The software architecture discipline is centered on the idea of reducing complexity through abstraction and separation of concerns. Even though the discipline has significantly matured over the past 20 years, it's hard to find architects who easily agree on the right way to architect. There is no clear guidance on how to architect and an architect must use judgment to decide on the level of detail that must be exposed or hidden in order to explain to various audiences how a system will address key business drivers.
There is no standardized definition of software architecture, but there is no shortage of notable interpretations. The SEI has documented & catalogue hundreds of definitions. The philosophy of SoftwareArchitectures.com aligns well with the definition from the Software Architecture in Practice, Second Edition: The software architecture of a program or computing system is the structure or structures of the system, which comprise software elements, the externally visible properties of those elements, and the relationships among them. However, Eoin Woods' definition eloquently gets the point across: Software architecture is the set of design decisions which, if made incorrectly, may cause your project to be canceled.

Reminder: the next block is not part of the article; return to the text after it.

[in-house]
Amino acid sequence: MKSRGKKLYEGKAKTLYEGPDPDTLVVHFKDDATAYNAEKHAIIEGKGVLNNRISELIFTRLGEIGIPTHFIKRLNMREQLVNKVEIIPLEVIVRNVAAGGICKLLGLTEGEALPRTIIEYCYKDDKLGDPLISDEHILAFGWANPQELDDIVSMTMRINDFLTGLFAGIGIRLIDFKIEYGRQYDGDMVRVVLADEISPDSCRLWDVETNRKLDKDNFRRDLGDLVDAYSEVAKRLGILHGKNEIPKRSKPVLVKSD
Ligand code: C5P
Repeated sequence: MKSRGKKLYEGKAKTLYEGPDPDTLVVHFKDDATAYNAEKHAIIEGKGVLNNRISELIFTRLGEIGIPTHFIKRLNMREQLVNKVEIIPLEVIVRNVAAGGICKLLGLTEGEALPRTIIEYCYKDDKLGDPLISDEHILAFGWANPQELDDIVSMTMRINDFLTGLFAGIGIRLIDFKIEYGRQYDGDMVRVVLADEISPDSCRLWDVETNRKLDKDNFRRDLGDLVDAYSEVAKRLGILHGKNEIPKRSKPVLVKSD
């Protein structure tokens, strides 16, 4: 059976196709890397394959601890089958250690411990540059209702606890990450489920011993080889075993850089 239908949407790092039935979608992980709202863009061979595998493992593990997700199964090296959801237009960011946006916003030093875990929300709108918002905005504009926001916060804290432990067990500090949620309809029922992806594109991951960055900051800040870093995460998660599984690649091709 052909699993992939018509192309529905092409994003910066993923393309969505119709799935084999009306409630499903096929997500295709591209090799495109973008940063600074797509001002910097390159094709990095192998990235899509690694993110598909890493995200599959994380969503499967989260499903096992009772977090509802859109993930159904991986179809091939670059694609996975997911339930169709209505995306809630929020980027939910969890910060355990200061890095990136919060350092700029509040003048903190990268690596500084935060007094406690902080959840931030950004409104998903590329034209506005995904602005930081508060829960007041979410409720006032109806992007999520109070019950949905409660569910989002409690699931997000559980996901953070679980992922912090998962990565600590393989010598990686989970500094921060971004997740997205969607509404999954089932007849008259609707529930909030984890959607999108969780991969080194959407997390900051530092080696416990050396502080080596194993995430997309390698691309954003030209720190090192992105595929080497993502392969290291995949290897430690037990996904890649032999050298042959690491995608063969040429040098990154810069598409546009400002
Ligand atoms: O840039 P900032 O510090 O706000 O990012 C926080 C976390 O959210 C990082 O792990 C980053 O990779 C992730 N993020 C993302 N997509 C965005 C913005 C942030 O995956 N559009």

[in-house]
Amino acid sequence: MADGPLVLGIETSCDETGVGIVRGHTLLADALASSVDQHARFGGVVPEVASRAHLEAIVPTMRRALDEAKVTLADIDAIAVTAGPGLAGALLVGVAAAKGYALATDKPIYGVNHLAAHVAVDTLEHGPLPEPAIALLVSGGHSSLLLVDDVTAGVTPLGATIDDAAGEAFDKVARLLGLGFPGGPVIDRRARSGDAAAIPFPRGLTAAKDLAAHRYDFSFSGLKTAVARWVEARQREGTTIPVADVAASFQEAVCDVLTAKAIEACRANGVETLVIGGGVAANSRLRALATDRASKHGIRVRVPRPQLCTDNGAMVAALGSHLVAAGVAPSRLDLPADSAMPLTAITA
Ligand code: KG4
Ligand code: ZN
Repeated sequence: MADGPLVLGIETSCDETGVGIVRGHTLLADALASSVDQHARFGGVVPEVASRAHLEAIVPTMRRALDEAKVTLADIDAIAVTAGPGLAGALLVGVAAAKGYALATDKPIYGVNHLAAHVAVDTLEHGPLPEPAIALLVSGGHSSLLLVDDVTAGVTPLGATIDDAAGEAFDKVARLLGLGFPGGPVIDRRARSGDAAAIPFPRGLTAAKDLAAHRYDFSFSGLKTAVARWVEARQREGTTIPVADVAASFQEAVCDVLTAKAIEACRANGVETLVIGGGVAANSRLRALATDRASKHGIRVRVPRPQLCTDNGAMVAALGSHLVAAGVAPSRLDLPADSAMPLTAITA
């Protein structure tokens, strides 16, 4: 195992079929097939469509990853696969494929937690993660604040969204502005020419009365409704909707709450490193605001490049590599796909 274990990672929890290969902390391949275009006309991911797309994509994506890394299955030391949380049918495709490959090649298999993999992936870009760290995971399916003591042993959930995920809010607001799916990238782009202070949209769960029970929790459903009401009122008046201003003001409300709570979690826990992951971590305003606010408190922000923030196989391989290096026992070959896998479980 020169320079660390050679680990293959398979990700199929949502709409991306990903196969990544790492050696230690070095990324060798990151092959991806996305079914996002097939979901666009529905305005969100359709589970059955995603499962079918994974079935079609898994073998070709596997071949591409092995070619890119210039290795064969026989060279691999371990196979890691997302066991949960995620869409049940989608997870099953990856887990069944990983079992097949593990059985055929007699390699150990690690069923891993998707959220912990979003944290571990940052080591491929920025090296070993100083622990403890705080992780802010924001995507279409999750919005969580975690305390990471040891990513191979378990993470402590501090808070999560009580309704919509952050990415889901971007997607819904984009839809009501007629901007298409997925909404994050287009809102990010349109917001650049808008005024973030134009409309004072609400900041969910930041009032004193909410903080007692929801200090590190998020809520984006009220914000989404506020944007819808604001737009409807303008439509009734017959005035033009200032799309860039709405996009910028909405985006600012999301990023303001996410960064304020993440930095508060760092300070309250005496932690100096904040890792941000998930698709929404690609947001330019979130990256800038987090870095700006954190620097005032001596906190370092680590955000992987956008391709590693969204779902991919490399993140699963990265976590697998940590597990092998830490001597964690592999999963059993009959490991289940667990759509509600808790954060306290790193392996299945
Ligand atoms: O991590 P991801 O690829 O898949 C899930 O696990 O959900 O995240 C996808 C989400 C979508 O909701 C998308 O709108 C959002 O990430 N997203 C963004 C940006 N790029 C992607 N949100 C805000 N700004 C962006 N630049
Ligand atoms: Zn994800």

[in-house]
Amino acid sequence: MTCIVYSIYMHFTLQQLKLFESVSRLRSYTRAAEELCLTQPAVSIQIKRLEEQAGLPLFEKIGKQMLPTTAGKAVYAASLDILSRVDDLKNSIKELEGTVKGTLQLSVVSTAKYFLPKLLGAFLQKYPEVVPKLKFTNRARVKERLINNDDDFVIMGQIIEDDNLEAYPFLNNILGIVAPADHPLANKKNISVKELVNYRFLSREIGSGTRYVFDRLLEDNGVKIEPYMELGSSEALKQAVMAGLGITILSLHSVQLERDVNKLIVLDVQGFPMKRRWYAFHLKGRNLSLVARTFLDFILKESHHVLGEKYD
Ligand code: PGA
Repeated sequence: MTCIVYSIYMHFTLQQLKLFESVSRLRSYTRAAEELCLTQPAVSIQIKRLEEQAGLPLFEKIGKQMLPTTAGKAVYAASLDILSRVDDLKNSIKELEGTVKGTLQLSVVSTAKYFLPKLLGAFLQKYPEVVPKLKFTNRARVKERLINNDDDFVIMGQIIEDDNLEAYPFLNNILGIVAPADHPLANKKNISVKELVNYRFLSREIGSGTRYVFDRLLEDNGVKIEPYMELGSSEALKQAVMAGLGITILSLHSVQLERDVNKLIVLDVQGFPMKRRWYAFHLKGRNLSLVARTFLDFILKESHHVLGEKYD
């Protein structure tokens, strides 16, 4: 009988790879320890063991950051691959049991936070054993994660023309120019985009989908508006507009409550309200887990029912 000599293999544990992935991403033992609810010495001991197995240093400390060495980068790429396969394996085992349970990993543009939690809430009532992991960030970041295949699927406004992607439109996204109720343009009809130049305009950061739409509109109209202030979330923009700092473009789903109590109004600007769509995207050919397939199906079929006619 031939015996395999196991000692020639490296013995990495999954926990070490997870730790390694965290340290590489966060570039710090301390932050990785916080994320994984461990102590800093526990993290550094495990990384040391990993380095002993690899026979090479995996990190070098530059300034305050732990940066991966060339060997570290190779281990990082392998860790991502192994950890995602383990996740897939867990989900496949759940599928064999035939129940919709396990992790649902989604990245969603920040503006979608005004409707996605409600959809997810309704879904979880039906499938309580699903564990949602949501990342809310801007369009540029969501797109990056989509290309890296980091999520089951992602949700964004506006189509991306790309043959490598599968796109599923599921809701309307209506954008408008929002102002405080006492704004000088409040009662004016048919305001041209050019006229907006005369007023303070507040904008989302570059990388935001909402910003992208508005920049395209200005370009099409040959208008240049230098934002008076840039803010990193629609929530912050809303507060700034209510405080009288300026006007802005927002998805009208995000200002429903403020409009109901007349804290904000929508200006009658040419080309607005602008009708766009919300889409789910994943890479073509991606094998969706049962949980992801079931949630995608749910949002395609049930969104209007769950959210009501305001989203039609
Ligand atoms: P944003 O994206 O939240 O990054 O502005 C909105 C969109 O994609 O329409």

Software Architecture Explained
The field of Software Architectures deals with the issue of complexity by defining a software system from an abstract point of view. Breaking a problem into smaller parts makes it easier to analyze separate entities and the relationships between them.
The architecture of a software system defines the overall structure in terms of components and interactions among components. A component, or a module, can be identified as a well defined unit that performs some function. An example of a component is a database or some object. Interactions among components occur through connectors such as a procedure call, or some protocol. Finally, properties of a component specify how a connection with other components can be made via a connector.
Muting insignificant details allows for development of a series of blueprints that show the overall structure of a system from different perspectives. Just like a plumbing and an electrical blueprint of a building are different, the static and dynamic views of a software system convey a different meaning.